CSC“™s Raisin in the Sun“˜s Universal Story of Persistence and Hope

Burgess Byrd in “œRaisin in the Sun“

Review by Liz Eichler of Raisin in the Sun: Cincinnati Shakespeare Compan

Two themes arise from Cincinnati Shakespeare“™s fantastic production of Lorraine Hansberry“™s classic A Raisin in the Sun, playing now through April 15. The first, is that this play is Hansberry“™s answer to poet Langston Hughes question “œWhat happens to a dream deferred?“ so this is a powerful look at sacrifices and hope. The second theme is so vibrant and fresh it feels like the play, written in 1959, was a response to the meme “œNevertheless, she persisted.“ Either way, it is an uplifting, powerful presentation of family dynamics, and hope for something better, despite obstacles.

A Raisin in the Sun is about a struggling multigenerational family in early civil rights Chicago, who has received a windfall after the death of the patriarch, and all have competing hopes and plans for the money. Ultimately it is about matriarch Lena Younger, who receives this insurance check after the death of her husband, deciding the best way to invest her hope in the family“™s future is a bold move to the suburbs. Directed by Christopher V. Edwards, the play is filled with laughter and tears, as this family is Every Family (Black, White, Asian, Muslim, etc.) surviving through conflicting goals and limited resources.

Burgess Byrd fuels Lena Younger with energy. She is the keeper of hope for the family, tending it, protecting it, like her little plant on the windowsill. Byrd makes her sweet, indulgent, proud, protective, unyielding in turns, but is clearly the glue that holds the family together.

After the father passes, there is a vacuum formed, to be filled with either Byrd or her adult son, Walter Lee (Geoffrey Warren Barnes II). Barnes fully explores this character, giving his audience the petulant boy, the smooth mover, the angry drunk, the petty sibling, the indulgent dad, the naive entrepreneur, and finally, the man of the house. He“™s married to Ruth (Torie Wiggins). Ruth is sweet, capable, giving and loyal, sagging under the weight of carrying more than half her load. He is a chauffeur, she is a maid. Both quietly stifle their dreams while enabling others“™, turning their love into a festering anger.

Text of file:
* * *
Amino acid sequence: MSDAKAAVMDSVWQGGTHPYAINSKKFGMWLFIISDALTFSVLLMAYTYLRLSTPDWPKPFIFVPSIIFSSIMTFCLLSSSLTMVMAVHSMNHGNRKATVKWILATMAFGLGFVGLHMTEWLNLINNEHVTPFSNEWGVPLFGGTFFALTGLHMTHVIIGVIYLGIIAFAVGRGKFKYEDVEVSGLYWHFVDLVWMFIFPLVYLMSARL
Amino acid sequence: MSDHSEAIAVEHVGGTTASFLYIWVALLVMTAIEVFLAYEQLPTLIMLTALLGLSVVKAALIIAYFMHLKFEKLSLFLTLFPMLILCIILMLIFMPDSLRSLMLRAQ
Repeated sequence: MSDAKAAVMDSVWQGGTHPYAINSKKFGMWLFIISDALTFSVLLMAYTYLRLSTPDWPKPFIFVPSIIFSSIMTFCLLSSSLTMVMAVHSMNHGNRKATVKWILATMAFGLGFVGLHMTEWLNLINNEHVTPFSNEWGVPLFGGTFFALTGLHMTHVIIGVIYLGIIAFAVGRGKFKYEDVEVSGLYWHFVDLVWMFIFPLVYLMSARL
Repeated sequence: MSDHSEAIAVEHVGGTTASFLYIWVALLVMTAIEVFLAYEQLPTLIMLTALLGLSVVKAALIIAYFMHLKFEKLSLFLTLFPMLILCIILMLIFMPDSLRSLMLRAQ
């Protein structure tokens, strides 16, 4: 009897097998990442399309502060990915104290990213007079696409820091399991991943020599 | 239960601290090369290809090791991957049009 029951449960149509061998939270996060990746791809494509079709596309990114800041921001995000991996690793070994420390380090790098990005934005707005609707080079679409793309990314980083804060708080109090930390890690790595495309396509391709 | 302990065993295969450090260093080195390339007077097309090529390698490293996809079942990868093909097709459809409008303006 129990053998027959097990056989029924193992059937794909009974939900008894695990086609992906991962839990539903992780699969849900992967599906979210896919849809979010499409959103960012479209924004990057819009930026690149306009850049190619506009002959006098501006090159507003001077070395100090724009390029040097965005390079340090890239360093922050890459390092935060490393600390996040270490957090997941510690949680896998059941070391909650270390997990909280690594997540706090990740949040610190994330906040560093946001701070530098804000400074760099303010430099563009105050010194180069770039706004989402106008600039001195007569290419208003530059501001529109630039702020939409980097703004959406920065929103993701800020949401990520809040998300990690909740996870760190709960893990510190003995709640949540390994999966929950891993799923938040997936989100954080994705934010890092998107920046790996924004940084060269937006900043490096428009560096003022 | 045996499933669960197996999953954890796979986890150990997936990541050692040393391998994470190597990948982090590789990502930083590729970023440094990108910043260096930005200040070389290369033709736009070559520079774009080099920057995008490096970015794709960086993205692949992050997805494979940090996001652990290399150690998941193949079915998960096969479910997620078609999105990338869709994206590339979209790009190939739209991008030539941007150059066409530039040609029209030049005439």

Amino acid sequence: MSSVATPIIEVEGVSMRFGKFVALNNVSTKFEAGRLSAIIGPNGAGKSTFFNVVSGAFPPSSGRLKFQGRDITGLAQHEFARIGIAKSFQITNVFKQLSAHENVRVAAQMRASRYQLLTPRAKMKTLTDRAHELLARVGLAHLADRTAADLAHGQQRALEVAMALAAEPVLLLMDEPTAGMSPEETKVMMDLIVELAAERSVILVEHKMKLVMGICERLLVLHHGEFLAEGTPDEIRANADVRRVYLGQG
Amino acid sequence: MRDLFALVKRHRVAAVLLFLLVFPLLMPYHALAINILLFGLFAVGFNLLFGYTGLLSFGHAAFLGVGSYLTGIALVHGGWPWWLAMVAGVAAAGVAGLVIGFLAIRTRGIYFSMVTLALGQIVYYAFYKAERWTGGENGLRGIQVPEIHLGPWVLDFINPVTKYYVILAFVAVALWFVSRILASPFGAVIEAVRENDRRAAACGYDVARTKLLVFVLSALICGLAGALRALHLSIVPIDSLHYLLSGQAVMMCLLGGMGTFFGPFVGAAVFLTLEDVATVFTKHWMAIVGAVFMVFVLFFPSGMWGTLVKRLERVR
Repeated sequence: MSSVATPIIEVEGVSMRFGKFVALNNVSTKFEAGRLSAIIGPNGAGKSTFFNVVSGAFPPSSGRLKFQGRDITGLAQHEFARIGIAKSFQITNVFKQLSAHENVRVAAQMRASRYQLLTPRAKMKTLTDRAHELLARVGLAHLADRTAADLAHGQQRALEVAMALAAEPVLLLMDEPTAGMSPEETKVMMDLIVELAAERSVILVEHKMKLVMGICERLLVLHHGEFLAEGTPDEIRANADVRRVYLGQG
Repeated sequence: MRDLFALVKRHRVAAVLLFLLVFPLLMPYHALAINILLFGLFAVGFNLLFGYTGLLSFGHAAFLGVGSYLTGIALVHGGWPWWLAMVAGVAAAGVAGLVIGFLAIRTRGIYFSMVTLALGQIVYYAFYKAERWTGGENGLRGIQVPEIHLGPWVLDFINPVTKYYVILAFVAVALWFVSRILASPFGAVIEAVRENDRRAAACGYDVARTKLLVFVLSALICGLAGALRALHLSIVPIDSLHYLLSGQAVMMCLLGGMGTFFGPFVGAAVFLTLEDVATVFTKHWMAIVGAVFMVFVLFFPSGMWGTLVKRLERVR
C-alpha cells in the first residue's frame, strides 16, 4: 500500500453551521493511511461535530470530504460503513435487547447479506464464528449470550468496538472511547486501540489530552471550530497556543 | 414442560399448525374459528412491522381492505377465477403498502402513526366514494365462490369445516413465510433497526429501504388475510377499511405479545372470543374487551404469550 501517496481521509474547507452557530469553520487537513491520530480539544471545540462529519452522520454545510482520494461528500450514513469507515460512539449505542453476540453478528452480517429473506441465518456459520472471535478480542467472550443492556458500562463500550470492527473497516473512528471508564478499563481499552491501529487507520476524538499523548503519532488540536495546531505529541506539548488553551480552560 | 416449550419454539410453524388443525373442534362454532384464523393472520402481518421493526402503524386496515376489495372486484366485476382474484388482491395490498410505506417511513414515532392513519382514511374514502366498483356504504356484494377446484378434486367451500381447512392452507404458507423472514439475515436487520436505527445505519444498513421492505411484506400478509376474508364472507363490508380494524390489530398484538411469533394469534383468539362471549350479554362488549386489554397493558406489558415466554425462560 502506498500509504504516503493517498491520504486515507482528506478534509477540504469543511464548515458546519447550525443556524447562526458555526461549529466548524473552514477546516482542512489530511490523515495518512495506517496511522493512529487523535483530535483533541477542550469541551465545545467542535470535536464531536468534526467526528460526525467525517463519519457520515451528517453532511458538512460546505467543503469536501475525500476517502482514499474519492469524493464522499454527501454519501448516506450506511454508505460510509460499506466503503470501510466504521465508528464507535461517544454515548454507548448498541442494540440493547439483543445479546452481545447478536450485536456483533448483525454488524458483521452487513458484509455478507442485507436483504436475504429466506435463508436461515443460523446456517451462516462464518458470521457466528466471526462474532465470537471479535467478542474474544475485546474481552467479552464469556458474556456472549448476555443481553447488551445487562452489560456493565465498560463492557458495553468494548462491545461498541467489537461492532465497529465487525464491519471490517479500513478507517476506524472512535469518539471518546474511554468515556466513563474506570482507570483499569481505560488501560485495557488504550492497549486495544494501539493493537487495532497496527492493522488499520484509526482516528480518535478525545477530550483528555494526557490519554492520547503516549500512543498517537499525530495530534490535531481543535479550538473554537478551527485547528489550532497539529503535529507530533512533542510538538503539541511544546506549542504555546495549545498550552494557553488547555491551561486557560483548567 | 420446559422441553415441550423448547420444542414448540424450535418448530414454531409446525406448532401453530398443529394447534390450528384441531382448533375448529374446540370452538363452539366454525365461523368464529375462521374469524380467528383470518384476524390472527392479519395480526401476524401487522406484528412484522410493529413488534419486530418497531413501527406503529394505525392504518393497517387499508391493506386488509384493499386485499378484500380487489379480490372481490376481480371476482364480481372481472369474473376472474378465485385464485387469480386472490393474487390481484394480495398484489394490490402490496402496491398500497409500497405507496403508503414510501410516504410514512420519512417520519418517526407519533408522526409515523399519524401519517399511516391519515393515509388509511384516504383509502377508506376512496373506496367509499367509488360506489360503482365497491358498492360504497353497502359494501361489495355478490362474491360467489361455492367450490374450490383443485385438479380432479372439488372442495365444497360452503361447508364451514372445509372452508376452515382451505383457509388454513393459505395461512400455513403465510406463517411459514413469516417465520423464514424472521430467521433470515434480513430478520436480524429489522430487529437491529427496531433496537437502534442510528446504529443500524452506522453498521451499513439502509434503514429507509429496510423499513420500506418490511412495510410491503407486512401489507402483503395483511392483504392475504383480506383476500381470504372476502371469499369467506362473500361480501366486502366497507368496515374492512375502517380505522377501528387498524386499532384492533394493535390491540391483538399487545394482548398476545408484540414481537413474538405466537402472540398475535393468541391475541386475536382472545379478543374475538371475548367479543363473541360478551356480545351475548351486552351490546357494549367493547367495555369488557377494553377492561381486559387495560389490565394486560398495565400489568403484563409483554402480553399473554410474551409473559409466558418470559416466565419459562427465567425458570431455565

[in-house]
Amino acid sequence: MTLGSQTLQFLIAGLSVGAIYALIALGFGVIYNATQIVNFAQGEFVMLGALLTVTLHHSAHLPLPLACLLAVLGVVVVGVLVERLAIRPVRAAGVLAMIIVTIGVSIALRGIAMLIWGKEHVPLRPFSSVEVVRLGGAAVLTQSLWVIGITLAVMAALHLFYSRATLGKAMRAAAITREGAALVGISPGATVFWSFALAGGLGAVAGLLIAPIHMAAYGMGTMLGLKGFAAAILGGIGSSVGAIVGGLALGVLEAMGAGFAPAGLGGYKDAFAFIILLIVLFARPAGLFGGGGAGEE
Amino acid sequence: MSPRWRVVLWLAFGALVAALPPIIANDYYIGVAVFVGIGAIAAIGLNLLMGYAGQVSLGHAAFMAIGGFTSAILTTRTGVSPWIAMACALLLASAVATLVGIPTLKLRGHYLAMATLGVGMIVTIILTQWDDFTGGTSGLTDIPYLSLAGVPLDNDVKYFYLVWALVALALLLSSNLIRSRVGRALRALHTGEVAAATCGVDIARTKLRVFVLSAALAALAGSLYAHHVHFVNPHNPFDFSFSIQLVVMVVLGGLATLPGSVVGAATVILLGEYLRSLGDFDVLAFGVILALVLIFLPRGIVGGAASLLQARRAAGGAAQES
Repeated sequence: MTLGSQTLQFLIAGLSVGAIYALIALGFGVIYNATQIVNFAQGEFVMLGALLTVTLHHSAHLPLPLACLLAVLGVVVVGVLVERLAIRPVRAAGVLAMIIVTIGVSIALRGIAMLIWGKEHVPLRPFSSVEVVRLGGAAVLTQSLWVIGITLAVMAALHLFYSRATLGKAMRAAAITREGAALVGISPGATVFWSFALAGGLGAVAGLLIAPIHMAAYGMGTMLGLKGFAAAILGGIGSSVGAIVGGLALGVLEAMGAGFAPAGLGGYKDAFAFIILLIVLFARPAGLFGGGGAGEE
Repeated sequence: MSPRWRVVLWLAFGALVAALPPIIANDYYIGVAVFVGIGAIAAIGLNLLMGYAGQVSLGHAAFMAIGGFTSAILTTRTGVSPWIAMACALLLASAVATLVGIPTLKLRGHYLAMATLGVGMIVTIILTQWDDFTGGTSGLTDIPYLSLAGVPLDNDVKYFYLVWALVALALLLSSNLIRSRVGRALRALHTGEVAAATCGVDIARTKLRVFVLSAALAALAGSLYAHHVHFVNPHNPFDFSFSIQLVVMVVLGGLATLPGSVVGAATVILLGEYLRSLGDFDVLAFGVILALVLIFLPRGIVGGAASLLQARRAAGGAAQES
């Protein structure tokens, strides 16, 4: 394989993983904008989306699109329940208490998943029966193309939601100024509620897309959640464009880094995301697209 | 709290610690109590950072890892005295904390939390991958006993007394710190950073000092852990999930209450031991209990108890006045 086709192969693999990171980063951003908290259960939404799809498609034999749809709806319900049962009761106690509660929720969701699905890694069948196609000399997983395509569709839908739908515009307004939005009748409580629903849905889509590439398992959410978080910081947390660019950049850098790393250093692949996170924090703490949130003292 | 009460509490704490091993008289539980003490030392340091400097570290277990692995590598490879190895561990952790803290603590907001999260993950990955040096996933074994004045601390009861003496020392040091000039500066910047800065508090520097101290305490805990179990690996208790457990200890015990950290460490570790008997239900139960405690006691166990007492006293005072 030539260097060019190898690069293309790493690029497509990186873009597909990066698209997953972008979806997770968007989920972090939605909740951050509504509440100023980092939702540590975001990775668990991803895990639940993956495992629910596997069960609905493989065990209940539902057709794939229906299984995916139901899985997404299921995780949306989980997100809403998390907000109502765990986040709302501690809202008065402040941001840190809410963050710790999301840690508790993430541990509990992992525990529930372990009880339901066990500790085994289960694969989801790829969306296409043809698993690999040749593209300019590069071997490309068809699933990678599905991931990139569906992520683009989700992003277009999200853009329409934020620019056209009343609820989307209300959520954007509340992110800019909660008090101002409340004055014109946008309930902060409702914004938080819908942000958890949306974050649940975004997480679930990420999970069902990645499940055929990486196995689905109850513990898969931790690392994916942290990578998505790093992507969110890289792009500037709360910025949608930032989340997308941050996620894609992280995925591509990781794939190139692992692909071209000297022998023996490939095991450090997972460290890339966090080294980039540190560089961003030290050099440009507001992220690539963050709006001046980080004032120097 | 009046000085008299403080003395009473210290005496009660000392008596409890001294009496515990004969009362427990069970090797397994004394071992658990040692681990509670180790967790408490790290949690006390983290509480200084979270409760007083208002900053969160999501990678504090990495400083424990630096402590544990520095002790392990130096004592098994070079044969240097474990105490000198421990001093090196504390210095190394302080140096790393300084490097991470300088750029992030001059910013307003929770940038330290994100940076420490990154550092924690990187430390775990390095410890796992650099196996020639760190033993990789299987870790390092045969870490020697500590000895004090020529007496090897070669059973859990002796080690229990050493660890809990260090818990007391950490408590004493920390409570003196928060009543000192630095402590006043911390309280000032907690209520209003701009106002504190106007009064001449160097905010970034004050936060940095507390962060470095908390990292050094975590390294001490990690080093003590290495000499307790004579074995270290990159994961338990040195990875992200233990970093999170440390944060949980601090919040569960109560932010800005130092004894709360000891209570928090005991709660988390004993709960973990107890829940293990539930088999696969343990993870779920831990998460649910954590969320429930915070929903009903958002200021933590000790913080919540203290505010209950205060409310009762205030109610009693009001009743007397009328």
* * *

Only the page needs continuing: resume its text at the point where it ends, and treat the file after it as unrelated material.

The play belongs to Rika Williams as Beneatha Younger, Lena“™s 20-year-old daughter. She embodies a girl struggling to define a new possibility for women in the world. “œShe was warned. She was given an explanation. Nevertheless, she persisted,“ (Mitch McConnell“™s directive about Elizabeth Warren) is Beneatha“™s theme. The world of 1959 was stacked against young black women, but she is determined to be a doctor. She approaches the world with an appetite to do and to be, not to obey.

Beneatha“™s suitors are excellently played by Darnell Pierre Benjamin (Joseph Asagai) and Crystian Wiltshire (George Murchison) who represent the spectrum of men, African or not. One is wealthy and social climbing, without substance, who tells Beneatha to look good and stop thinking; the other is an educated man from Nigeria, with sophistication, and shares Beneatha“™s dreams.

The opening night audience loved Shanessa Sweeney as Mrs. Johnson. Jeremy Dubin portrays the “œwelcoming committee“ for the suburb, and is named Karl Lindner (yes, Hansberry“™s original name). Shadow Avili“™ from SCPA is a darling Travis, and Silvester Little, Jr. portrays a fine Bobo.

The set (designed by Shannon Moore) depicts the crowded conditions in the apartment, but it is comfortable and homey as well, with open walls to see off-stage action, warmly lit by Justen N. Locke. Amanda McGee“™s costumes are appropriate to the era and in a tight palette. Doug Borntrager creates a rich soundscape.

Call or go online today to get your tickets for this must-see production. It is a full three hours, with 2 intermissions. All student shows are sold out, with limited tickets remaining for the run. or 513-381-2273.

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